Field Hockey Wins National Championship

With a 2–1 win over Montclair State, Jumbo women’s team is the first to capture NCAA crown
Tufts field hockey celebrates win
It’s hugs all around as the field hockey team and head coach Tina McDavitt celebrate their national championship on Nov. 18. Photo: Michael Okoniewski
November 19, 2012

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Hannah Park, A16, scored twice as the Tufts field hockey team beat Montclair State University 2–1 to capture the 2012 NCAA Division III Championship at William Smith College in Geneva, N.Y., on Nov. 18. It is the first NCAA women’s team title in Tufts history.

Park’s pair of first-half goals helped Tufts overcome a 1–0 deficit. She also had an assist in the team’s 2–0 semifinal win against DePauw on Nov. 17, and was named the tournament’s most outstanding player. First-year players scored all four Jumbo goals and had two of the team’s three assists during the weekend of championship play.

“This is definitely a dream come true,” says Park. “I remember this summer thinking how awesome it would be just to make it to the national championship. It’s been awesome.”

The Montclair Red Hawks (22–2) opened the scoring, earning a penalty corner in the 11th minute. Junior Sierra Rauchbach sent a cross from the left side of the cage to senior Frances Schaefer on the right side. Her first offering was turned back by Tufts goalie Brianna Keenan, E15, but Schaefer collected her own rebound and sticked home her 18th goal of the year.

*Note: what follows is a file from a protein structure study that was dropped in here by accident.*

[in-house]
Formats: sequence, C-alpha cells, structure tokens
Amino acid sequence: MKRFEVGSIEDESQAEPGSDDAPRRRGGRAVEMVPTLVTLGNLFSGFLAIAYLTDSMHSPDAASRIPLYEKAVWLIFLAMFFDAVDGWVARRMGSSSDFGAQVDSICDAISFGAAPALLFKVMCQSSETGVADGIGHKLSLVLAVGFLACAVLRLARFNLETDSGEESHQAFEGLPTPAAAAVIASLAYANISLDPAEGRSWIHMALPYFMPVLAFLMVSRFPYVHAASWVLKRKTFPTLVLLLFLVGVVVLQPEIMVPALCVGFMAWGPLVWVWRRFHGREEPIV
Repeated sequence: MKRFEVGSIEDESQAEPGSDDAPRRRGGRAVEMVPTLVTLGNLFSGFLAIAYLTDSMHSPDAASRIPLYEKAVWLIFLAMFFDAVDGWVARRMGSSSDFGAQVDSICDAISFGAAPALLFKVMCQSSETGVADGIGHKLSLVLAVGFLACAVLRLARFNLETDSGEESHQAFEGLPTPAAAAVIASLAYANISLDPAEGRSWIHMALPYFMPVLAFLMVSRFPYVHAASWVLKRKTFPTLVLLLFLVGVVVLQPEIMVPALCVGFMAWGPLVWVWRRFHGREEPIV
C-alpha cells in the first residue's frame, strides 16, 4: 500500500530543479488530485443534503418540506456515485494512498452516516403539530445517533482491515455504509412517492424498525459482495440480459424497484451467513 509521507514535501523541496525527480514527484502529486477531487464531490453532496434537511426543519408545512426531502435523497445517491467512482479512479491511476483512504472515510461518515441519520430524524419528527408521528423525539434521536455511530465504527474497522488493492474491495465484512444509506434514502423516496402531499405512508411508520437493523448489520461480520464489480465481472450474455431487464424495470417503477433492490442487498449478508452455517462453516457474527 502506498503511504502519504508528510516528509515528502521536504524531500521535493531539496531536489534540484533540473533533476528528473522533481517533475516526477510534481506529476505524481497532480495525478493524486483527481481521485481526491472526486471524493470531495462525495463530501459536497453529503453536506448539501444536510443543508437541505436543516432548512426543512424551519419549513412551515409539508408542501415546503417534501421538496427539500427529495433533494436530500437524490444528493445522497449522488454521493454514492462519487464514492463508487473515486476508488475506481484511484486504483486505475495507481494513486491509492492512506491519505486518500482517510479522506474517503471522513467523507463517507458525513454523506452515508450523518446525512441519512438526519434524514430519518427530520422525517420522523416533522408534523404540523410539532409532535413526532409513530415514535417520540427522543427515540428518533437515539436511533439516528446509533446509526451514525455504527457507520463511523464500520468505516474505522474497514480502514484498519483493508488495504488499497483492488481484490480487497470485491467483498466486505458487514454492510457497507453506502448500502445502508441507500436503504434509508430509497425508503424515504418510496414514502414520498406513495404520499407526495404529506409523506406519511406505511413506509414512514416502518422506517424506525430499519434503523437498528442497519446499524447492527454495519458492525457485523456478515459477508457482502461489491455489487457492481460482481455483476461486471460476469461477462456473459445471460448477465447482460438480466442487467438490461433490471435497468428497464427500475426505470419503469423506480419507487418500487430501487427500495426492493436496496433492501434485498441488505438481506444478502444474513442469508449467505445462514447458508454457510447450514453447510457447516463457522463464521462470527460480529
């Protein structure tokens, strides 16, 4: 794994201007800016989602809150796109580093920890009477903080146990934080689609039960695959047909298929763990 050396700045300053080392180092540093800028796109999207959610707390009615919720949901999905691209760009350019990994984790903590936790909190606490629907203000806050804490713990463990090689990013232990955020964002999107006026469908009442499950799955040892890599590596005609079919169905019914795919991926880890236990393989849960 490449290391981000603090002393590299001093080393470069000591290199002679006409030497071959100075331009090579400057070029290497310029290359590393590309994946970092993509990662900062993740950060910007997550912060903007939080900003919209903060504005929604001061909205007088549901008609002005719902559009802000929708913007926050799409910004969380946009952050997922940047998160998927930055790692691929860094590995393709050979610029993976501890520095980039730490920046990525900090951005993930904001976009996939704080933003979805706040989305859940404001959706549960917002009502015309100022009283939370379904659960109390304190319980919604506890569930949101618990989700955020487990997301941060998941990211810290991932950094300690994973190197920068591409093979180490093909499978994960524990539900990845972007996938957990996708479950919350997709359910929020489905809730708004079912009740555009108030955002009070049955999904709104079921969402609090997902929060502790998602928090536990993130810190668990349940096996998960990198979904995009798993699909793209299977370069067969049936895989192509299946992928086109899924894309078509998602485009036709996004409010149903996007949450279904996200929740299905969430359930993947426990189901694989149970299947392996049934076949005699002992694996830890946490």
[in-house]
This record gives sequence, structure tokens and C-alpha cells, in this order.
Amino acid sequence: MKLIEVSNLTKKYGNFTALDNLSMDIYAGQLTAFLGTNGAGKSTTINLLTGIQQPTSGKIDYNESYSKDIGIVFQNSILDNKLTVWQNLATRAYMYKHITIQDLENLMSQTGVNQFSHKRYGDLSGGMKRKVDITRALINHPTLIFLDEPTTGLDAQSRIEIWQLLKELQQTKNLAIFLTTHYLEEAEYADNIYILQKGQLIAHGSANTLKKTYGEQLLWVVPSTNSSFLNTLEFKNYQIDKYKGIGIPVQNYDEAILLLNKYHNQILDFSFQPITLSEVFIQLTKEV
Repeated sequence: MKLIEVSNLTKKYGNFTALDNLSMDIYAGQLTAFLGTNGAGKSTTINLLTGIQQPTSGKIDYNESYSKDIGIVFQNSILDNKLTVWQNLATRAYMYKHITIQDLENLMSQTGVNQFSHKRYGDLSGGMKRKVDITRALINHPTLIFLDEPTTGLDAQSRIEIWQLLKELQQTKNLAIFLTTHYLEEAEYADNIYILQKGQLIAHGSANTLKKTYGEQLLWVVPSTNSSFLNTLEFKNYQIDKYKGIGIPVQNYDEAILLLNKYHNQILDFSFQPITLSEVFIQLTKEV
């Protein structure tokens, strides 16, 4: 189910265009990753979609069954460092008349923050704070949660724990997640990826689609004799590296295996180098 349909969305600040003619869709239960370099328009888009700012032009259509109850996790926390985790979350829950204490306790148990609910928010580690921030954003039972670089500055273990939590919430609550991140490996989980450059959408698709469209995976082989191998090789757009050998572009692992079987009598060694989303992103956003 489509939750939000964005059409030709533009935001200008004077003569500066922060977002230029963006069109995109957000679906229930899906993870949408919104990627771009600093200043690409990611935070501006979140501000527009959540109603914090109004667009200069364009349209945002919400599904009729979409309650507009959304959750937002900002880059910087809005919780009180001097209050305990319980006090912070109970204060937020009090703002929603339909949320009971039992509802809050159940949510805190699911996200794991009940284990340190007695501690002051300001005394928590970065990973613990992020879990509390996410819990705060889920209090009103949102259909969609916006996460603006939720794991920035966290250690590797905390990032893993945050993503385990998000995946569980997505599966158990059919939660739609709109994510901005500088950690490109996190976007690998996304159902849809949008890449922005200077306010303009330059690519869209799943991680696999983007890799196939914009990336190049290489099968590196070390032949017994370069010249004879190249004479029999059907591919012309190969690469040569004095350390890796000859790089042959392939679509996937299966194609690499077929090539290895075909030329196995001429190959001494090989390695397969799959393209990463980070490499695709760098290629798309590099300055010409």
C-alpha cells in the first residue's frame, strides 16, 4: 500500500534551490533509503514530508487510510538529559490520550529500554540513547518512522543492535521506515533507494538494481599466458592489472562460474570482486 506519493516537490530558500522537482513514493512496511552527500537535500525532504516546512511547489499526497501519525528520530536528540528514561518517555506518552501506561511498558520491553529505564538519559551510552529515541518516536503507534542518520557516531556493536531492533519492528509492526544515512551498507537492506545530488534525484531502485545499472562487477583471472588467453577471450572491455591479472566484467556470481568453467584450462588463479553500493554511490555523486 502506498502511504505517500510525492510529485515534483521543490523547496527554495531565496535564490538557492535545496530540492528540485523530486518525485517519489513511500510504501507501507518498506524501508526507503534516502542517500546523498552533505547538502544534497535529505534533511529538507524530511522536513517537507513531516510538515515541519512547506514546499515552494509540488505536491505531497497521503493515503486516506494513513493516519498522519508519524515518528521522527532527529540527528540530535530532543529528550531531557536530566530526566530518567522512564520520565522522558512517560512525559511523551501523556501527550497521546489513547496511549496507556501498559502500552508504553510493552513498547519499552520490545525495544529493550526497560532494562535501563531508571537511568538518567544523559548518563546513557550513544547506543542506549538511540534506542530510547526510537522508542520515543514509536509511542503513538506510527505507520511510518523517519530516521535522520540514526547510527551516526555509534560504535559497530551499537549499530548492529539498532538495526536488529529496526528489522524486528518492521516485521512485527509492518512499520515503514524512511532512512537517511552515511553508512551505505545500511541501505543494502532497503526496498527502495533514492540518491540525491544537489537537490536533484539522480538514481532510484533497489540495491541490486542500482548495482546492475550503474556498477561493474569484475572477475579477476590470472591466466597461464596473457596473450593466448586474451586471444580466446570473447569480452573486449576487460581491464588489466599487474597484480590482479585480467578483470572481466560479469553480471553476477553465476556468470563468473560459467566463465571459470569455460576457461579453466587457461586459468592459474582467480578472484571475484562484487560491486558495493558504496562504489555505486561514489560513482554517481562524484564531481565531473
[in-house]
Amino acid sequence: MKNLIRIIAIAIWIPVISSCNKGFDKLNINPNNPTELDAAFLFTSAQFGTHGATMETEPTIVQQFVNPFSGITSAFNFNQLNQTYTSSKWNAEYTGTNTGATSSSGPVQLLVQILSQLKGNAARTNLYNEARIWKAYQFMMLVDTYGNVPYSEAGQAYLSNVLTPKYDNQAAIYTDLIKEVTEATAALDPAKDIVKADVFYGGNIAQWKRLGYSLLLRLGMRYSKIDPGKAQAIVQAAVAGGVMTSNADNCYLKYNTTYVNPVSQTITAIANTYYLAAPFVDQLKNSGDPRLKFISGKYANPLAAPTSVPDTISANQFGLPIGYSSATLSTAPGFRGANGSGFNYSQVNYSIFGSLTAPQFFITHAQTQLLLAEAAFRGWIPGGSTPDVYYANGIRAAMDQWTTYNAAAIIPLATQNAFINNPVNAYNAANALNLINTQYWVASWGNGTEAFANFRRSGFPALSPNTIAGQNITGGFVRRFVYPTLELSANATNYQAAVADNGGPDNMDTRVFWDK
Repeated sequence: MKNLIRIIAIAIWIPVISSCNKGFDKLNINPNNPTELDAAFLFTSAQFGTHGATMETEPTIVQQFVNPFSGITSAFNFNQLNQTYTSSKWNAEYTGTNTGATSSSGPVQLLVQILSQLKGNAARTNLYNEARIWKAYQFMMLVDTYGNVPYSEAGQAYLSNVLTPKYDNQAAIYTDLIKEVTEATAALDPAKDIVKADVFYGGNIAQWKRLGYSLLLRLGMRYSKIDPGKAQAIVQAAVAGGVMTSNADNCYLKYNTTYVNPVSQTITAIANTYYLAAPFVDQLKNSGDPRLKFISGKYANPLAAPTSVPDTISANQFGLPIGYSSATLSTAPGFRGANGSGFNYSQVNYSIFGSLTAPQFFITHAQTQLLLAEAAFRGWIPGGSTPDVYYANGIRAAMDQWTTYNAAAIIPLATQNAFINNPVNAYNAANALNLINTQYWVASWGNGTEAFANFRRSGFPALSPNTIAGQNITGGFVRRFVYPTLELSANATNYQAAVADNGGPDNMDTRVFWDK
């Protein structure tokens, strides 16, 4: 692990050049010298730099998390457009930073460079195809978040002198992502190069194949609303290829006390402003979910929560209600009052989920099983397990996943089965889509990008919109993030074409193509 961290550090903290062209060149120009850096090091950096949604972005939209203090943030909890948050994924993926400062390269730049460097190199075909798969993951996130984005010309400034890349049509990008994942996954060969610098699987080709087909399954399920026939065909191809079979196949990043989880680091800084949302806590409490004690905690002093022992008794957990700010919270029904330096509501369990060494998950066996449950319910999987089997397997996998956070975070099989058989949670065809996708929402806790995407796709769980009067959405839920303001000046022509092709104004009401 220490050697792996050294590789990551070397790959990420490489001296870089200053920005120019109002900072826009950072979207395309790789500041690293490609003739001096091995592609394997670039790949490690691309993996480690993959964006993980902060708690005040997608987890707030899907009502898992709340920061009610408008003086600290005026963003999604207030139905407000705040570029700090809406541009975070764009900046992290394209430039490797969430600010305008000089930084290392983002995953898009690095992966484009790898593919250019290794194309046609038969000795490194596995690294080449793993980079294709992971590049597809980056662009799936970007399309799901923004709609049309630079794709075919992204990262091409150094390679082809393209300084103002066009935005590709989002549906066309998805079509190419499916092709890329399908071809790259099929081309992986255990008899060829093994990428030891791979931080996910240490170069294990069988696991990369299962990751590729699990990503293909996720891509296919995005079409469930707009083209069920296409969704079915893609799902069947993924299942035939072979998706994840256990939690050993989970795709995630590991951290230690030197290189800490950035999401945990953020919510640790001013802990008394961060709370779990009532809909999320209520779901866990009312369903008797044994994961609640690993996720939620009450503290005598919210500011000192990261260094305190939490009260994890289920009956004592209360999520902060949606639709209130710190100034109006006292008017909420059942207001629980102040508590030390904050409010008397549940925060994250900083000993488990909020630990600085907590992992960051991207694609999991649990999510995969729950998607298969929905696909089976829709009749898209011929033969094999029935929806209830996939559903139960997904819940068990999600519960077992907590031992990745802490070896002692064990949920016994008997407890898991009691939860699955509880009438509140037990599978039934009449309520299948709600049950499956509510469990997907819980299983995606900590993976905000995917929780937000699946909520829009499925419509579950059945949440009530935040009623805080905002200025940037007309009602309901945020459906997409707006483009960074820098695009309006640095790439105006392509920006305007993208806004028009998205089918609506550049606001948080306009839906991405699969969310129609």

Down by a goal wasn’t unfamiliar territory for the Jumbos, and head coach Tina McDavitt was confident her team wouldn’t panic.

“This season we had a lot of challenging games playing in the New England Small College Athletic Conference [NESCAC],” she says. “We’d been tied 0–0 or down by a goal. This team has had to work through that and has been able to get goals later in the game or come back from a deficit. I had confidence that they would do that. We talked about playing our game plan, working the ball to the outside and shutting down their key players.”

In the 16th minute, the Jumbos (19–2) pulled even on a penalty corner of their own. The insertion went to the top of the circle, where Dakota Sikes-Keilp, A16, unleashed a blast that Red Hawk senior Megan Bosland kicked to her right. The ricochet landed on Park’s stick, and she fired it home for her fourth goal of the season.

Tufts took the lead with 6:34 left in the opening half. Alexandra Jamison, A16, rifled a pass from outside the circle into the middle, where Park redirected it for her second goal of the afternoon.

Goalkeeper Brianna Keenan is congratulated after stopping a penalty shot in the NCAA final against Montclair State University. Photo: Michael Okoniewski

The Red Hawks had a chance to pull even just before halftime. On a scramble in front of the Jumbo goal, Keenan saved a screaming shot from her left. The rebound was stopped by senior co-captain Rachel Gerhardt’s defensive save, but Montclair State’s third attempt was kept out of the goal by a body ball, resulting in a penalty stroke. With 4:24 left in the half, Montclair’s Stephanie Lewis missed the shot wide left.

In the second half, Montclair State earned several quality scoring opportunities early: four corners in the first 11 minutes. The Red Hawks briefly celebrated what they thought was a game-tying goal off a corner, but one Red Hawk entered the circle too early, so the goal was waived off.

Over the final 24 minutes, the Jumbos played superb defense, limiting the Red Hawks to just a single shot. Keenan earned the win with five saves.